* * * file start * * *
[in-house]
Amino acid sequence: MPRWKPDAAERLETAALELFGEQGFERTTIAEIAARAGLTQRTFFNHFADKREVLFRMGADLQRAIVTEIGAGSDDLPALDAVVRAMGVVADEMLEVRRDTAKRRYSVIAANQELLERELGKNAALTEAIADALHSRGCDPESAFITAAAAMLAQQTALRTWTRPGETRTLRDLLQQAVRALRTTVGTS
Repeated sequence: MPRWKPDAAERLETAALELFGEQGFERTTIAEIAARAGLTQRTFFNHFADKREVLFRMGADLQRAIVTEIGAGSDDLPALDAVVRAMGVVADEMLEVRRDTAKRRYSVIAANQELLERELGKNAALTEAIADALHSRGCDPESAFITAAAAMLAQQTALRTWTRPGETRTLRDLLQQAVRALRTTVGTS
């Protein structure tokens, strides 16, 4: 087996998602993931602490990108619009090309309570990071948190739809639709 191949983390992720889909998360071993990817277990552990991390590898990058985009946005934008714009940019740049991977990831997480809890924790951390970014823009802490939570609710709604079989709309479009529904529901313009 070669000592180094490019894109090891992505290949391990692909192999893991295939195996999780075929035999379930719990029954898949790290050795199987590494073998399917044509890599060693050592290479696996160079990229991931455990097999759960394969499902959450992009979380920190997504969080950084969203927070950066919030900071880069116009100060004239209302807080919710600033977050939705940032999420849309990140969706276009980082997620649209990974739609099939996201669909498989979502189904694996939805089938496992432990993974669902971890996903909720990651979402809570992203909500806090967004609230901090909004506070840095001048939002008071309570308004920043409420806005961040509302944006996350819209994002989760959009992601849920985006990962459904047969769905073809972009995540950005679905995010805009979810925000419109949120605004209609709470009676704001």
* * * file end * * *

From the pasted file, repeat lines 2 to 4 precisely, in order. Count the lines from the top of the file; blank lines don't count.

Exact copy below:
Amino acid sequence: MPRWKPDAAERLETAALELFGEQGFERTTIAEIAARAGLTQRTFFNHFADKREVLFRMGADLQRAIVTEIGAGSDDLPALDAVVRAMGVVADEMLEVRRDTAKRRYSVIAANQELLERELGKNAALTEAIADALHSRGCDPESAFITAAAAMLAQQTALRTWTRPGETRTLRDLLQQAVRALRTTVGTS
Repeated sequence: MPRWKPDAAERLETAALELFGEQGFERTTIAEIAARAGLTQRTFFNHFADKREVLFRMGADLQRAIVTEIGAGSDDLPALDAVVRAMGVVADEMLEVRRDTAKRRYSVIAANQELLERELGKNAALTEAIADALHSRGCDPESAFITAAAAMLAQQTALRTWTRPGETRTLRDLLQQAVRALRTTVGTS
């Protein structure tokens, strides 16, 4: 087996998602993931602490990108619009090309309570990071948190739809639709 191949983390992720889909998360071993990817277990552990991390590898990058985009946005934008714009940019740049991977990831997480809890924790951390970014823009802490939570609710709604079989709309479009529904529901313009 070669000592180094490019894109090891992505290949391990692909192999893991295939195996999780075929035999379930719990029954898949790290050795199987590494073998399917044509890599060693050592290479696996160079990229991931455990097999759960394969499902959450992009979380920190997504969080950084969203927070950066919030900071880069116009100060004239209302807080919710600033977050939705940032999420849309990140969706276009980082997620649209990974739609099939996201669909498989979502189904694996939805089938496992432990993974669902971890996903909720990651979402809570992203909500806090967004609230901090909004506070840095001048939002008071309570308004920043409420806005961040509302944006996350819209994002989760959009992601849920985006990962459904047969769905073809972009995540950005679905995010805009979810925000419109949120605004209609709470009676704001």